Regulator Raises Concerns over BP, Woolworths Gas-Station Deal--Update

By Robb M. StewartFeaturesDow Jones Newswires

MELBOURNE, Australia--Australia's antitrust regulator has flagged concerns over BP PLC's (BP) planned acquisition of a network of gas stations across Australia, which it said has the potential to reduce competition in metropolitan areas substantially .

In an outline of its preliminary view on the proposed deal, the Australian Competition and Consumer Commission said Thursday the acquisition by BP of retailer Woolworths Ltd.'s (WOW.AU) service stations would reduce the number of big companies offering fuel.

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"The transaction could see retailers face less competitive pressure to keep their prices low and as a result, motorists may end up paying more at the pump," ACCC Chairman Rod Sims said.

In a brief statement, Woolworths said it would work with BP and the regulator to advance the clearance process for the planned deal.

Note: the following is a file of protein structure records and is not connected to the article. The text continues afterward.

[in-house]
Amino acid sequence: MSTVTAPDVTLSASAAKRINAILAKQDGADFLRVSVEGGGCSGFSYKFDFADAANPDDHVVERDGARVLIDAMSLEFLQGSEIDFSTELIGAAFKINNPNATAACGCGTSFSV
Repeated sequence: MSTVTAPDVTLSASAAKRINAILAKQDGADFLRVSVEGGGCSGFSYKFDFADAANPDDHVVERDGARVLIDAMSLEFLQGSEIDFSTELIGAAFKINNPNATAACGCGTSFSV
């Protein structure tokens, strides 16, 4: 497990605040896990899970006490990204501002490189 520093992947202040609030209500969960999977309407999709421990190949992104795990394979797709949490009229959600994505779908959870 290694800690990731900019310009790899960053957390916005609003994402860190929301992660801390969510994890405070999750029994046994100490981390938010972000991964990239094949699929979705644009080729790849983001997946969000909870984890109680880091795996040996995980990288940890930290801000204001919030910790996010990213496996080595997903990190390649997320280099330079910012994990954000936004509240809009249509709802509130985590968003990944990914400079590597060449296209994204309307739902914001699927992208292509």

At the end of last year, Woolworths entered a binding agreement to sell its 527 gas stations and 16 development sites to BP for 1.79 billion Australian dollars (US$1.41 billion), aiming to use the proceeds to bolster its balance sheet and reinvest in its core operations. The deal was a blow to Caltex Australia Ltd. (CTX.AU), the existing fuel supplier to Woolworths' outlets.

The regulator noted that BP already supplies fuel to about 1,400 branded service stations throughout Australia, and also refines and supplies fuel wholesale to a number of independent retailers that own and operate gas stations, including some under the BP brand.

The regulator's final decision on the acquisition is expected on Oct. 26 and it is seeking feedback from interested parties.

Mr. Sims said that the proposed acquisition would remove Woolworths' influence in metropolitan markets and the regulator is concerned BP wouldn't follow Woolworths' pricing strategy. The retailer appears to influence retail market fuel prices by either leading price reductions or quickly following moves by others, he said.

Mr. Sims said it was a complex transaction, and in addition to the impact on metropolitan areas the ACCC needed to concern hundreds of local areas, each with unique competitive dynamics and features. The regulator also needed to examine the likely impact on convenience-store groceries, he added.

Write to Robb M. Stewart at

(END) Dow Jones Newswires

August 09, 2017 20:35 ET (00:35 GMT)